Recovery Collection: Cyclone Gita 2018

Image
Cyclone Gita

Tropical Cyclone (TC) Gita formed in early February 2018 and developed into a category 4 cyclone, affecting multiple countries in the Pacific region. Tonga was hardest-hit, incurring severe damage. TC Gita ravaged the main island of Tongatapu and ‘Eua bringing severe rainfall and flooding, and affected nearly 80,000 people, around 80 percent of Tonga’s total population.

The government of Tonga conducted a post-disaster rapid assessment which showed the total economic value of damage and losses estimated at T$356.1 million (equivalent to US$164.1 million), about 37.8 percent of the nominal gross domestic product of Tonga. While TC Gita brought significant damage to many sectors, the housing sector was most affected, accounting for 61 percent of the total damage. TC Gita destroyed approximately 4,000 houses and infrastructure including power lines, schools, and public buildings such as domestic airports. The agriculture sector accounted for 82 percent of the total losses. The impact was significant on food security since agriculture and fisheries are the main sources of livelihood for 75 percent of Tonga’s population and because of the high rate of subsistence food production among Pacific Island countries.

The government of Tonga aims to achieve recovery with greater resilience to climate change and other natural hazards, focusing on built environment to be cost-effective, accessible, and integrated infrastructure. For example, the electric power lines are moved into underground, upgrading the technical standard so that the future so that the future cyclones will not damage the critical infrastructure. Aligning with the build back better principle, the Tongan government also aims to support increasing farmers’ resilience to similar future shocks and reestablishing food security in affected areas.

Items: 6
2020
The aim of this article is to present a procedure for the updating of boundary conditions of the hydrodynamic model, based on UAV‐born data.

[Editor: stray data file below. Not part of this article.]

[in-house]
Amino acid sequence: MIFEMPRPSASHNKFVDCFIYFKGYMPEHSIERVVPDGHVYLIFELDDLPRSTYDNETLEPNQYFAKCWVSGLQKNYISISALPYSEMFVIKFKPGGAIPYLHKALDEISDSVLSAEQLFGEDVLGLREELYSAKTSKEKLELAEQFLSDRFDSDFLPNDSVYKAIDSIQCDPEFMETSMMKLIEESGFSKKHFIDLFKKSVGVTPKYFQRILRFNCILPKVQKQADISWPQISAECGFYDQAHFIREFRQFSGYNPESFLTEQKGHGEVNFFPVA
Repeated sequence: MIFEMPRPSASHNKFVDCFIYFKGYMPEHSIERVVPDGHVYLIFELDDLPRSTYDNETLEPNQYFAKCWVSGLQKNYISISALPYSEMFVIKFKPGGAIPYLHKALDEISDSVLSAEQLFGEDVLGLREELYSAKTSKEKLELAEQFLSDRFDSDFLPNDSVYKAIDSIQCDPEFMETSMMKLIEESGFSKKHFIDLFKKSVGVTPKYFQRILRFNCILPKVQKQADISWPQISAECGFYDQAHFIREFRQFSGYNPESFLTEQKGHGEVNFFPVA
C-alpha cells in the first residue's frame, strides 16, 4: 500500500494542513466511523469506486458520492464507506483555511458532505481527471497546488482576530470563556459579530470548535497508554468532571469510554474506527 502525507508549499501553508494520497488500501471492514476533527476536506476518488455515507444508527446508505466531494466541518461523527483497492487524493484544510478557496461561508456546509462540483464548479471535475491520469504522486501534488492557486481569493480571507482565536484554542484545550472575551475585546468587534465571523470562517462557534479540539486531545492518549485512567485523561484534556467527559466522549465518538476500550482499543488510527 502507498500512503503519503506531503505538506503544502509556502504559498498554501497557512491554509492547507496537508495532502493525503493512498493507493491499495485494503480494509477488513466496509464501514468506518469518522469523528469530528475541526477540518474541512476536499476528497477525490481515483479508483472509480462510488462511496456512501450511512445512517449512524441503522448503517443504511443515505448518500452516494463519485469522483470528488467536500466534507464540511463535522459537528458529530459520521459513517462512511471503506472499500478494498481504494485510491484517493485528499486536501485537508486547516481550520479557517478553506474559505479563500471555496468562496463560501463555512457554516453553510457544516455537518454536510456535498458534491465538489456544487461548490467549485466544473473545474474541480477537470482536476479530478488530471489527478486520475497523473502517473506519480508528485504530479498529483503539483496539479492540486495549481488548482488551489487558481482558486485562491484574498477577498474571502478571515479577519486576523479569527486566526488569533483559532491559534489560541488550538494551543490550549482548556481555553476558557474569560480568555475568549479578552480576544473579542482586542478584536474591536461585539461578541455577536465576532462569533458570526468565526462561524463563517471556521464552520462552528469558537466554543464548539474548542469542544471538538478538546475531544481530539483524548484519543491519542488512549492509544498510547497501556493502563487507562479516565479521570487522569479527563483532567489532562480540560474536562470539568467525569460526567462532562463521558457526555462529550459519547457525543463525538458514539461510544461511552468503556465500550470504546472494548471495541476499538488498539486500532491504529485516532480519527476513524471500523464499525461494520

Journal of Flood Risk Management (Wiley)
2019
This working paper describes the current situation of disaster risk finance in the countries in the Pacific Islands, examines the insurability, assesses some of the key challenges, and suggests components of insurance coverage that are relevant to the Pacific Islands.
Center for Global Development
2019
This paper, prepared as a sectoral note for the Lifelines report on infrastructure resilience, investigates the vulnerability of the power system to natural hazards and climate change, and provides recommendations to increase its resilience.
World Bank, the
A new UNESCAP report analyses the impact of disasters on SIDS and maps out the impact on a cluster of SDGs. While the Pacific SIDS are heavily reliant on ocean resources, most of the disasters that affect them are oceanogenic. To build resilient SIDS, there is a need to connect the dots - science, geospatial data, statistics, and policy interfaces.
United Nations Economic and Social Commission for Asia and the Pacific
Many rural Tongan women are tackling the various challenges wrought by this year's Cyclone Gita - one of the worst storms to pass Tonga in 60 years - with hard work and leadership. With the help of UN Women, they are responding to the needs of the community, self-mobilizing and connecting with the private sector to secure resources.
United Nations Entity for Gender Equality and the Empowerment of Women
2018
Tropical Cyclone (TC) Gita passed over the Tongatapu and ‘Eua island groups around 11 pm on Monday February 12, 2018. This post-disaster rapid assessment summarizes damages and losses to several different sectors, human and social impacts, and recovery and reconstruction needs,
Tonga - government Global Facility for Disaster Reduction and Recovery, the